Hi Blog. Wrapping up this long-running series on the G8 Summit, here’s a blog entry on last night’s Sapporo speech by Japan Times Deputy Editor Eric Johnston, sponsored by the Hokkaido International Business Association (HIBA). Photos and links to his powerpoint and an audio recording of the event below.
Brief: On July 10, 2008, Eric spoke for an hour and change on the state of newspaper media (versus the bloggers, who at times were better connected to Summiteers than the mainstream journalists), the inefficiencies of Summit reporting and how it blocked true journalism (including a press center far away from the Summit site, and a GOJ stranglehold over press schedules–one example given was four hours’ travel and wait time for a sixty-second press conference with PM Fukuda), the incredible economic and ecological waste that goes on at these Summits (including, he says, a ton of lamb meat left uneaten due to journalist time constraints), and the flat-out lying to the local governments by the Ministry of Foreign Affairs re getting the local economies involved in Summit events (this was apparently Tokyo’s show all the way–shutting out local pensions for “Ministry-certified hotels”, which gouged the journalists with JPY 60,000 hotel rooms, and not allowing local businesses to take much advantage of the world’s attention). Thus sequestered and sealed off from the stories they had come a long way to report, the journalists at the media center could have been anywhere in the world, and all that any journalist (working 16 to 18 hour days), who didn’t have the gumption to leave the site and go searching for his or her own stories, saw of Japan was the center’s sushi bar.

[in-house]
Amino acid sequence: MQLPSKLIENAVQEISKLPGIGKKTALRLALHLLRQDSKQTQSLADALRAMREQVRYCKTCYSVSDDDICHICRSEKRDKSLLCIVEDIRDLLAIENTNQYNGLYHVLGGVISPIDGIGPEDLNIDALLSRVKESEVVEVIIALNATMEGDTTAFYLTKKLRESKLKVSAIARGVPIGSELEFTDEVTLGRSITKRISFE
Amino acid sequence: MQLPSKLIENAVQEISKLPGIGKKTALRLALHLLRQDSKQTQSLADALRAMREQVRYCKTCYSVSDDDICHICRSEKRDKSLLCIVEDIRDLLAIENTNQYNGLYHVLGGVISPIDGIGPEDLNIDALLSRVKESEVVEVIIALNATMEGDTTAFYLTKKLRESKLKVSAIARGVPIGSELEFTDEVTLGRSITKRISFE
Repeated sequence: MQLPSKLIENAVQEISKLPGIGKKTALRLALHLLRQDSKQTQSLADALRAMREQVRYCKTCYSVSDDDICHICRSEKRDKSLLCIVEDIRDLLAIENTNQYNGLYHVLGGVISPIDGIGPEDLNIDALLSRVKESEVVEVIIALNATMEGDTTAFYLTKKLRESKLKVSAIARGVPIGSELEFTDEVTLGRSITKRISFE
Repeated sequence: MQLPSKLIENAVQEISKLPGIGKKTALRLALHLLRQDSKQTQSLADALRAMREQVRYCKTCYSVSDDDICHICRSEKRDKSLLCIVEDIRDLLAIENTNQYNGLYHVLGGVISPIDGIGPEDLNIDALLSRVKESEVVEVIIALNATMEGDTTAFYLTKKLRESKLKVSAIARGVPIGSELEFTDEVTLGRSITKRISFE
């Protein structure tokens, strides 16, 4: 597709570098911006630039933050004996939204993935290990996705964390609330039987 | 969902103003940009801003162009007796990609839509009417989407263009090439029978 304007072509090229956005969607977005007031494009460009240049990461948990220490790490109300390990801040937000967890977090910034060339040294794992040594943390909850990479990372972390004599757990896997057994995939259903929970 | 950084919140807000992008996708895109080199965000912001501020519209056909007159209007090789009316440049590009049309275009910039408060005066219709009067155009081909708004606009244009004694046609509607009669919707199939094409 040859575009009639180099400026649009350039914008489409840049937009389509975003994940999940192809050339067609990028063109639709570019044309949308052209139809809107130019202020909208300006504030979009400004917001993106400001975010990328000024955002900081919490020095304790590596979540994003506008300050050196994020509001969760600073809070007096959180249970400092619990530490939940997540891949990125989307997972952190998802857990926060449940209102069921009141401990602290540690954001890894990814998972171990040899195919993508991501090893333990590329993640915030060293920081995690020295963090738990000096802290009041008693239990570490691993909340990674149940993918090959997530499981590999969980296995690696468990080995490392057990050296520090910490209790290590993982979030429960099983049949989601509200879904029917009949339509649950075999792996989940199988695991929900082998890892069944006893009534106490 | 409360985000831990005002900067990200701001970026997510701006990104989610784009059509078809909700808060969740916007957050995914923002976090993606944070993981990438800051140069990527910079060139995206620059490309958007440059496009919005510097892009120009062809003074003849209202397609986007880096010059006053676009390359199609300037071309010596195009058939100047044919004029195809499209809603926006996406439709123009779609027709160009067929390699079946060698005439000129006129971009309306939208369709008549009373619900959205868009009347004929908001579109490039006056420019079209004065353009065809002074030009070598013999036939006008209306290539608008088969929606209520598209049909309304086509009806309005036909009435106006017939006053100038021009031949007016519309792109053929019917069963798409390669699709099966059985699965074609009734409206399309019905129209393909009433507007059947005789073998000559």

Oh yes, and Eric talked about the goal of the Summit and appraises whether or not it was successful. Most people don’t think so. And despite the relative boosterism by GOJ-influenced press like NHK, the world media is now beginning to see these summits for what they are–basically highly wasteful and expensive parties for politicians, with only one real working day to consider a few major issues and, for the most part, agree that something is “a good idea”, rather than hammer out any specific policy or agreement. All with us taxpayers footing the bill (particularly us Japanese taxpayers, paying ten or more times more, as usual, than last year’s Summit).
As one of the attendees of tonight’s speech commented, it was like the circus had come to town, set up their tent on a vacant lot, then shut the locals out from their show. Then they departed, leaving nothing behind but a vacant lot.
Good riddance to the Summit. What a scam. Arudou Debito in Sapporo
Photos of the event and afterwards (courtesy Tom Goetz):